Wednesday, March 30, 2016

#rememberingmymotheronebiteatatime mashed potatoes




In most cases the progression of Parkinson’s includes dementia but that’s almost too simplistic to describe the hallucinatory dissociation and drug induced psychosis that was part of my mother’s increasing isolation and grim prospects. At some point she drifted from lucid to lost but even then, if I hung on her words I could shuffle them into something resembling conversation. I’d sit close leaning in my ear and guess at her mumbles and every so often I’d lean even closer and whisper I was sorry her life was so hard. It went on like this for years. Long spells without coherence. Her eyes shut, her face a twisted grimace, and then miraculously she'd look me in the eye and say clear as day she wished she were dead. 

Mostly, until the end, she knew who I was and I would feel that maybe, if nothing else, I brightened her day. You might call it love, but there was bleakness, and below that a layer of magical thinking; as if my presence could reverse broken neurons, as if it were a matter of will for her to pull herself together. As she lay finally dying the hospice nurses wanted to give her morphine to ease her passing. I withheld permission. I wanted her suffering over, I’d been saying that for years, but I wanted more to hold on to the dream that she’d wake up and tell me something. A loving last word. 

Making and eating her food memorializes her. The way the taste of foods I haven’t eaten for years carries me through time helps bypass the black hole of illness. 

Trying to remember everyday routines I close my eyes and imagine the kitchen of my childhood home. At the top of the room an assembly of avocado pits rooting in murky water sit on the sill of the air shaft window. Jammed down the narrow length of the room a four burner gas range and a chipped enamel sink face the harvest-gold floor-to-ceiling cabinets and the noisy Frigidaire. Some years there was a caged parakeet on top of the fridge--Skipper 1, Skipper 2 and so on. At the far other end there was the broom closet and the wall phone with its perpetually twisted cord, with a notepad and pencils tucked neatly on the counter.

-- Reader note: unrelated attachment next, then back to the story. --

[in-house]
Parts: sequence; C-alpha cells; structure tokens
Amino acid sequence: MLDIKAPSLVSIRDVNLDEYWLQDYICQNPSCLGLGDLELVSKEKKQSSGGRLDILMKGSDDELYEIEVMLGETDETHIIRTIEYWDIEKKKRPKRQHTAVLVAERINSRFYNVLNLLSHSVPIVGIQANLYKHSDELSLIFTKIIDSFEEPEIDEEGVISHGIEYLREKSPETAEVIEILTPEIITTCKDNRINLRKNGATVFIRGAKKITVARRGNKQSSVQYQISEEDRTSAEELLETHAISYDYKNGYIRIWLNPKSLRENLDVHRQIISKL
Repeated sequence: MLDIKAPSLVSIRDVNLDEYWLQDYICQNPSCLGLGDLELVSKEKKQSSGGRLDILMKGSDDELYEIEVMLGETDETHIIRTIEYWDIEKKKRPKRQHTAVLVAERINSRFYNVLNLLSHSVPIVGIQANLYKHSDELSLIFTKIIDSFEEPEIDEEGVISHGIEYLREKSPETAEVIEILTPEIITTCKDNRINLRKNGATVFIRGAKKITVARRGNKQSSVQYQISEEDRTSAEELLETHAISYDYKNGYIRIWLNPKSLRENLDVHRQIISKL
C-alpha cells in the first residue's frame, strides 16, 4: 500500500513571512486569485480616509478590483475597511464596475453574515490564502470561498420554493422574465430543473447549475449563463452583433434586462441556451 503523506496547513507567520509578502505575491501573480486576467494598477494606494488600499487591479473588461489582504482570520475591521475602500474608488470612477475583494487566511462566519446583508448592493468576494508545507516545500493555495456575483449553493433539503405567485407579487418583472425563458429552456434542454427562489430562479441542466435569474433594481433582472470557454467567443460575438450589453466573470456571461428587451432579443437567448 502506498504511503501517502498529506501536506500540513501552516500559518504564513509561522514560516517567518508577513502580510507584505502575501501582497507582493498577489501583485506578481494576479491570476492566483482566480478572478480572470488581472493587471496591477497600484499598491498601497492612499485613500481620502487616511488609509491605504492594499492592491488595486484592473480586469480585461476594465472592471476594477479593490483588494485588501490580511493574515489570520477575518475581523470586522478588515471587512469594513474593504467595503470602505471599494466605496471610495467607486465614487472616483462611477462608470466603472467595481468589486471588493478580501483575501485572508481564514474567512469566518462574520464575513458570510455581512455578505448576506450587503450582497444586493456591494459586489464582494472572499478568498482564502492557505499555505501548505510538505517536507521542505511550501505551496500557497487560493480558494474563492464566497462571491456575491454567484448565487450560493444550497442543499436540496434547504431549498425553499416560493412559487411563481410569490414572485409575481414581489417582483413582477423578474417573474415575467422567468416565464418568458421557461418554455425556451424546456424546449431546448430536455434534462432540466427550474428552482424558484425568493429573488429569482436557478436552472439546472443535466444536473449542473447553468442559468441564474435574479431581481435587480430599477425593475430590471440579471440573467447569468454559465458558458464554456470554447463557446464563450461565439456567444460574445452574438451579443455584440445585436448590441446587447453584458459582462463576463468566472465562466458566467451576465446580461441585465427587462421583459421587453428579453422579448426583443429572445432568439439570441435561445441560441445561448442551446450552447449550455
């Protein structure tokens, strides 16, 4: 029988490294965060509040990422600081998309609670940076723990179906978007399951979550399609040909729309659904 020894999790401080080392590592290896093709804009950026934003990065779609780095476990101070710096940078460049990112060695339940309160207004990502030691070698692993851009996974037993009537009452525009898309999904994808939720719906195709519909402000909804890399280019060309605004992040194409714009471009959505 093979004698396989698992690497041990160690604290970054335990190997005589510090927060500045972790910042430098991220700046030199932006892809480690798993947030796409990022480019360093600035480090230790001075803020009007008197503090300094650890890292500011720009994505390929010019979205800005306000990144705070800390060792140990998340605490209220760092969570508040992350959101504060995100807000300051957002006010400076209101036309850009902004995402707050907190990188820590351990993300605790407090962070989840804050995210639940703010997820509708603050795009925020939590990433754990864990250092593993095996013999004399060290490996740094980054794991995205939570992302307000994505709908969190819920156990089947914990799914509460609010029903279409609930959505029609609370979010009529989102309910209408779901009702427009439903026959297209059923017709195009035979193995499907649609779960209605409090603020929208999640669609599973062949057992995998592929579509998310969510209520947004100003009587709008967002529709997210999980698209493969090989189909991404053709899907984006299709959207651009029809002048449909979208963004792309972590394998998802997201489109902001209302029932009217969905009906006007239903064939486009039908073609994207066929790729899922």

I see the white formica table and moulded swivel chairs in the center of the room but I don’t see us. I have no memories of arguing with my sister over who set or cleared, no memories of eating as a family. I can't recall what we spoke about around that table. The image of the kitchen is silent except for a memory of the ticking Modernist clock with no numbers that made it so hard for me to learn to tell time.    

What I can summon clearly are memories of things cooking—flank steak marinated in garlic powder and soy sauce, charred on a warped cookie sheet. A roasting pan with permanently blackened corners filled with chicken breasts topped with lemon rounds and parsley, and the ever present saucepan simmering, brimming with potatoes, or spaghetti, or stew. 

After my mother remarried and I went to college and they moved from the west-side to a smaller apartment on the east-side and my mother did less cooking, that saucepan moved to their week-end house upstate. There, the scuffed dented workhorse with its ill-fitting lid took on a patina of calcified lime from the well-water used for boiling, and when it came time years later to sell the house, the pot was relegated to the pile for the auctioneer. The stigma surrounding aluminum cookware and Alzheimer’s, even if discounted by further studies was enough for me to let it go.

Now, I wanted to make mashed potatoes the way my mother made mashed potatoes, and that is when I was hit with the longing that is grief. I couldn’t make potatoes because I didn’t have her pot. Of course I can cook them in my fancy stainless steel, or if I’d wanted to snap a genuine looking photo for this collection of stories I could stop by the thrift shop and pick up something old for nothing, but that's not the point. It is her pot I want and I made the mistake of letting it go.

1 comment:

  1. The patina of calcified lime a metaphor for the patina on her neurons, disrupting signal transmission, isolating her. I dread the day we'll have to clean my mother's kitchen. It includes the old food mill she used to mash potatoes.

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